- Expands Nondiscrimination Provisions Against Perceived Victims. The amendments expand the discrimination prohibitions to include anyone who is perceived to be a victim or has a family or household member who is perceived to be a victim of domestic violence, sexual violence, gender violence or any other crime of violence.
- Adds New Confidentiality Provisions. The amendments require that any information, documentation, records, corroborating evidence and the fact that the employee has requested or obtained an accommodation pursuant to VESSA be kept in the “strictest confidence” unless:
- The employee requests or consents to disclosures in writing; or
- Disclosure is required under applicable federal or state laws.
Pings for Employers
State laws that protect employees who themselves or whose family members are victims of domestic and similar crimes are proliferating. Employers should be aware of these protections and their various state obligations and take steps to ensure compliance. While Matrix will assist by managing an employee's need for time off, an employer's obligations don't stop there. We recommend:
- Train your supervisors to be aware of these laws generally and to refer an employee with a possible need for leave or a job accommodation to Human Resources. You can use our table of domestic violence laws located here as a training resource.
To comply with the Illinois VESSA amendments as of January 1:
- Be sure to revise policies and procedures to reflect the changes:
- Employees may take leave for other "crimes of violence" in addition to domestic, sexual or gender violence for covered employees. Employees may take leave if their "family or household members" falls into the expanded definition.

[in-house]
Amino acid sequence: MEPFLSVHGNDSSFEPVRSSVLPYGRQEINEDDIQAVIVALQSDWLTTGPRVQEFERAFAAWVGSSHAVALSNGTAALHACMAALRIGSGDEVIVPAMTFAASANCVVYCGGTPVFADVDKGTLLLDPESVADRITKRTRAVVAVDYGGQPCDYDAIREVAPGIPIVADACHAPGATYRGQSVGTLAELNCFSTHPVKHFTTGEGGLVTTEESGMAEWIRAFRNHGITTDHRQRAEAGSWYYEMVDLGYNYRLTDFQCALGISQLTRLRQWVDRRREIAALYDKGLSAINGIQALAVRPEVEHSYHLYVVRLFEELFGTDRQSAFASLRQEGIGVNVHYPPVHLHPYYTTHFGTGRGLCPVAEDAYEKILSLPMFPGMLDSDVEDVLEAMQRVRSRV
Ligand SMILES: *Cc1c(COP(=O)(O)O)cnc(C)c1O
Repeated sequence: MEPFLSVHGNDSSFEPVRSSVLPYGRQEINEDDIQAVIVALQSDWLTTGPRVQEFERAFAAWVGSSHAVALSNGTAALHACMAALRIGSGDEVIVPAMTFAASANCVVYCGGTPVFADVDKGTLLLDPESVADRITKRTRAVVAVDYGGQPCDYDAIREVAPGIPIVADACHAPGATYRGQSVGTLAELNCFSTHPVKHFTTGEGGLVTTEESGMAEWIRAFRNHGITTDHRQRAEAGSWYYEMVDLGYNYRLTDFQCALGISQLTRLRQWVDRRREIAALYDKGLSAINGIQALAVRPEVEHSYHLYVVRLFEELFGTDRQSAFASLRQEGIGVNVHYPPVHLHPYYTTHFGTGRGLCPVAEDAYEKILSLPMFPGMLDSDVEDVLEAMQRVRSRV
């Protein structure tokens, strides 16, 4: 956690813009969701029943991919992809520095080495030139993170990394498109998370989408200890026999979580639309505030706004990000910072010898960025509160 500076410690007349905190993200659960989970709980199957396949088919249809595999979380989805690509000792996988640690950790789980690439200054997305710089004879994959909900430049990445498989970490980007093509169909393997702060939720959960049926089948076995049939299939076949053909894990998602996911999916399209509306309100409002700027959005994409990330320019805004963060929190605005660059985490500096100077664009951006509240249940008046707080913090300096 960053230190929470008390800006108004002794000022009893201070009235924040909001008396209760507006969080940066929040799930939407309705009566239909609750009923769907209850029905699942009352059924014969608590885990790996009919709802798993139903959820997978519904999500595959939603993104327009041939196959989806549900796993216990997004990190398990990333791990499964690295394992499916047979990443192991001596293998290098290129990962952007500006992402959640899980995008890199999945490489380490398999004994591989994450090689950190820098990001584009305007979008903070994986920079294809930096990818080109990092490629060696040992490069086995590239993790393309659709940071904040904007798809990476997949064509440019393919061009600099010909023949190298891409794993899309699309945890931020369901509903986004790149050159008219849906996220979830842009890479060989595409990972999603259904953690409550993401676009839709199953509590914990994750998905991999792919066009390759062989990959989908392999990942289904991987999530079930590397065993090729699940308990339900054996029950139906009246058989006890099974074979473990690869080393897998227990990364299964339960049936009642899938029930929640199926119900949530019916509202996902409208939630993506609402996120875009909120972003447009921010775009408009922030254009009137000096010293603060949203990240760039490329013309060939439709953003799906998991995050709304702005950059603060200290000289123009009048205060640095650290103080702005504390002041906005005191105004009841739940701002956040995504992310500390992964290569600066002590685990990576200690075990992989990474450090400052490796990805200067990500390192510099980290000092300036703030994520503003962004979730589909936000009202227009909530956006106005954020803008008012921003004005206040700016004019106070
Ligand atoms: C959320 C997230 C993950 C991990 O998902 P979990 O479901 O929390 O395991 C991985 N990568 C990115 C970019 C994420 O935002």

- Train Human Resources so they are aware that employees now have the option to select what categories of "Employee Documentation" they wish to provide to support a leave request, and that, the employer cannot require or request more than one document (plus the employee statement) in a 12-month period for the same incident(s) of violence or the same perpetrator(s) of the violence.
- Take steps to keep separate and confidential information, documentation, records, or corroborating evidence provided by the employee in support of this leave request.
- Remember, VESSA still entitles employees to reasonable work-related accommodations to address the needs of the victim(s). Accommodations may include, but are not limited to, an adjustment to the job structure, workplace facility, work requirements, or telephone number, seating assignment, or physical security of the work area. See DOL IL VESSA. Many other states have similar requirements in their domestic violence laws.
MATRIX CAN HELP! At Matrix we're always monitoring state legislatures to keep an eye on the state leave landscape. The Illinois VESSA amendments will be included in our suite of state leave of absence laws Matrix manages. Our trained staff of absence management experts specialize in understanding the intersection of state and federal leave protections. We take various steps to maintain an employee's (or victim's) privacy and safety. For example, we administer these domestic and sexual violence laws under the name "Personal Protected Leave." For more information about our leave management and accommodation solutions, contact your Matrix/Reliance Standard account manager now, or send us a message at firstname.lastname@example.org.